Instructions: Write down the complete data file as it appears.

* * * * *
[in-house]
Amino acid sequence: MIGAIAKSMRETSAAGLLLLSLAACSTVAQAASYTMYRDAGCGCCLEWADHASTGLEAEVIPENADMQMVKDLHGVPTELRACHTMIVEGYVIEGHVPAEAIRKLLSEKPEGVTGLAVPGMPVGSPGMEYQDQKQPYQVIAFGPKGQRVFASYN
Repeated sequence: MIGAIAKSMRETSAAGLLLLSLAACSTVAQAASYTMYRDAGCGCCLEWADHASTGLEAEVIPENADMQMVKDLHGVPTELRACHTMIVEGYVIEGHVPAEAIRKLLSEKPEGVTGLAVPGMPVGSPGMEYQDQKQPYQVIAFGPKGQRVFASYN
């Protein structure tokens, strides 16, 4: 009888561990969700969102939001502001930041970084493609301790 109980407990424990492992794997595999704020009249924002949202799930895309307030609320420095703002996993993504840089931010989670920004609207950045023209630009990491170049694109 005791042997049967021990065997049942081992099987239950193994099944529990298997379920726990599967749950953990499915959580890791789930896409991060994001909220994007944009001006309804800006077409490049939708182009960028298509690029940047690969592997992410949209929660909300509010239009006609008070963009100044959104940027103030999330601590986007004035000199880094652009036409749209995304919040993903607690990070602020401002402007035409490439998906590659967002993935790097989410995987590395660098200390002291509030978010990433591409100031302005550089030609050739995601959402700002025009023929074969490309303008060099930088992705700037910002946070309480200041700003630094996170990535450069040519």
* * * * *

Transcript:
[in-house]
Amino acid sequence: MIGAIAKSMRETSAAGLLLLSLAACSTVAQAASYTMYRDAGCGCCLEWADHASTGLEAEVIPENADMQMVKDLHGVPTELRACHTMIVEGYVIEGHVPAEAIRKLLSEKPEGVTGLAVPGMPVGSPGMEYQDQKQPYQVIAFGPKGQRVFASYN
Repeated sequence: MIGAIAKSMRETSAAGLLLLSLAACSTVAQAASYTMYRDAGCGCCLEWADHASTGLEAEVIPENADMQMVKDLHGVPTELRACHTMIVEGYVIEGHVPAEAIRKLLSEKPEGVTGLAVPGMPVGSPGMEYQDQKQPYQVIAFGPKGQRVFASYN
């Protein structure tokens, strides 16, 4: 009888561990969700969102939001502001930041970084493609301790 109980407990424990492992794997595999704020009249924002949202799930895309307030609320420095703002996993993504840089931010989670920004609207950045023209630009990491170049694109 005791042997049967021990065997049942081992099987239950193994099944529990298997379920726990599967749950953990499915959580890791789930896409991060994001909220994007944009001006309804800006077409490049939708182009960028298509690029940047690969592997992410949209929660909300509010239009006609008070963009100044959104940027103030999330601590986007004035000199880094652009036409749209995304919040993903607690990070602020401002402007035409490439998906590659967002993935790097989410995987590395660098200390002291509030978010990433591409100031302005550089030609050739995601959402700002025009023929074969490309303008060099930088992705700037910002946070309480200041700003630094996170990535450069040519």